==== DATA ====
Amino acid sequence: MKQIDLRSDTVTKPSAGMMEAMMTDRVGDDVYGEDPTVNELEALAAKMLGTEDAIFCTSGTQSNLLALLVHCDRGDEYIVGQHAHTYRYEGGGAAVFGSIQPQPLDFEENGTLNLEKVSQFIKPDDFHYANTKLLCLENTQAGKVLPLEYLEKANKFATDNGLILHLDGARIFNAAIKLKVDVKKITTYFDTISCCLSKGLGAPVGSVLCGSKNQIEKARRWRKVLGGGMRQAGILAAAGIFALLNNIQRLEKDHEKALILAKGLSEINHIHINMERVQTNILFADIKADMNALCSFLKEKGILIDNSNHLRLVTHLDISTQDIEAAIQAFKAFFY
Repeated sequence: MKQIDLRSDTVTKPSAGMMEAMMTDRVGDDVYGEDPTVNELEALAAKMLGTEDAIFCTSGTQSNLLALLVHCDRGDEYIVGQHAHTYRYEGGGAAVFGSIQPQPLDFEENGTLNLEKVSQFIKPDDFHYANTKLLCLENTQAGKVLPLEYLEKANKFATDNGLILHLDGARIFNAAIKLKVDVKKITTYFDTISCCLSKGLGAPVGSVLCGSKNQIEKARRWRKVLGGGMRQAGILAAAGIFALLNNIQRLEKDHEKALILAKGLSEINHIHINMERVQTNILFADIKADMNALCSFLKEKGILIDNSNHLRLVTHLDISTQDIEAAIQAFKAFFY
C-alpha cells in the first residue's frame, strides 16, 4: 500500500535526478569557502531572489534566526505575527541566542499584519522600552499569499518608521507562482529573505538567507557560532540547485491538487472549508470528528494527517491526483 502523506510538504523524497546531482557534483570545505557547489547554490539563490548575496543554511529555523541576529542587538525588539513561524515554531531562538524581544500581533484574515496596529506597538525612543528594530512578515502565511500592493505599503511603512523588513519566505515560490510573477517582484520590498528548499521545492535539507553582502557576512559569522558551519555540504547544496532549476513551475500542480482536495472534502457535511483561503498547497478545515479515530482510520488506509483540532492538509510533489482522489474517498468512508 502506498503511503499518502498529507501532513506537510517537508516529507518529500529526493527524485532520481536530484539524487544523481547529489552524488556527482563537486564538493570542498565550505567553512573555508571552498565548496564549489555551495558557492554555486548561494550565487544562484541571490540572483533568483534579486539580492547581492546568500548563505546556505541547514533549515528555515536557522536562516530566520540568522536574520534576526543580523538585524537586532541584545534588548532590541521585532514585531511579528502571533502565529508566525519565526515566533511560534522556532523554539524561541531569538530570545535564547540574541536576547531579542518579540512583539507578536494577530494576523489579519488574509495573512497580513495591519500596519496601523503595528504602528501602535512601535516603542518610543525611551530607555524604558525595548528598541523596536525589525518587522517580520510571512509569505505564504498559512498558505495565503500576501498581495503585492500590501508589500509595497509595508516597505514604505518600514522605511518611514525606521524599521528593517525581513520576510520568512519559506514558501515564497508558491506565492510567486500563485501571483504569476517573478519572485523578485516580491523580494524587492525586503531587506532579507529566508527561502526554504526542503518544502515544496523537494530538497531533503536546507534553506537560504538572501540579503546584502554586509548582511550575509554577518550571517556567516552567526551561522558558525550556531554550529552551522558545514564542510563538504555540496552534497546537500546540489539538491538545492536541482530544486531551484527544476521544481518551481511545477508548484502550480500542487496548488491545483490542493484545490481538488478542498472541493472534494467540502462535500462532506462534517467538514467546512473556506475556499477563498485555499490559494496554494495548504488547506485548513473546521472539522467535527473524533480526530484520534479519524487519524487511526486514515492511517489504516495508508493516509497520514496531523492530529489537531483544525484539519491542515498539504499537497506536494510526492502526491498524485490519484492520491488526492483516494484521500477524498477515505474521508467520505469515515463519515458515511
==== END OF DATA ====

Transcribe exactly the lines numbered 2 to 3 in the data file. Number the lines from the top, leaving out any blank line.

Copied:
Repeated sequence: MKQIDLRSDTVTKPSAGMMEAMMTDRVGDDVYGEDPTVNELEALAAKMLGTEDAIFCTSGTQSNLLALLVHCDRGDEYIVGQHAHTYRYEGGGAAVFGSIQPQPLDFEENGTLNLEKVSQFIKPDDFHYANTKLLCLENTQAGKVLPLEYLEKANKFATDNGLILHLDGARIFNAAIKLKVDVKKITTYFDTISCCLSKGLGAPVGSVLCGSKNQIEKARRWRKVLGGGMRQAGILAAAGIFALLNNIQRLEKDHEKALILAKGLSEINHIHINMERVQTNILFADIKADMNALCSFLKEKGILIDNSNHLRLVTHLDISTQDIEAAIQAFKAFFY
C-alpha cells in the first residue's frame, strides 16, 4: 500500500535526478569557502531572489534566526505575527541566542499584519522600552499569499518608521507562482529573505538567507557560532540547485491538487472549508470528528494527517491526483 502523506510538504523524497546531482557534483570545505557547489547554490539563490548575496543554511529555523541576529542587538525588539513561524515554531531562538524581544500581533484574515496596529506597538525612543528594530512578515502565511500592493505599503511603512523588513519566505515560490510573477517582484520590498528548499521545492535539507553582502557576512559569522558551519555540504547544496532549476513551475500542480482536495472534502457535511483561503498547497478545515479515530482510520488506509483540532492538509510533489482522489474517498468512508 502506498503511503499518502498529507501532513506537510517537508516529507518529500529526493527524485532520481536530484539524487544523481547529489552524488556527482563537486564538493570542498565550505567553512573555508571552498565548496564549489555551495558557492554555486548561494550565487544562484541571490540572483533568483534579486539580492547581492546568500548563505546556505541547514533549515528555515536557522536562516530566520540568522536574520534576526543580523538585524537586532541584545534588548532590541521585532514585531511579528502571533502565529508566525519565526515566533511560534522556532523554539524561541531569538530570545535564547540574541536576547531579542518579540512583539507578536494577530494576523489579519488574509495573512497580513495591519500596519496601523503595528504602528501602535512601535516603542518610543525611551530607555524604558525595548528598541523596536525589525518587522517580520510571512509569505505564504498559512498558505495565503500576501498581495503585492500590501508589500509595497509595508516597505514604505518600514522605511518611514525606521524599521528593517525581513520576510520568512519559506514558501515564497508558491506565492510567486500563485501571483504569476517573478519572485523578485516580491523580494524587492525586503531587506532579507529566508527561502526554504526542503518544502515544496523537494530538497531533503536546507534553506537560504538572501540579503546584502554586509548582511550575509554577518550571517556567516552567526551561522558558525550556531554550529552551522558545514564542510563538504555540496552534497546537500546540489539538491538545492536541482530544486531551484527544476521544481518551481511545477508548484502550480500542487496548488491545483490542493484545490481538488478542498472541493472534494467540502462535500462532506462534517467538514467546512473556506475556499477563498485555499490559494496554494495548504488547506485548513473546521472539522467535527473524533480526530484520534479519524487519524487511526486514515492511517489504516495508508493516509497520514496531523492530529489537531483544525484539519491542515498539504499537497506536494510526492502526491498524485490519484492520491488526492483516494484521500477524498477515505474521508467520505469515515463519515458515511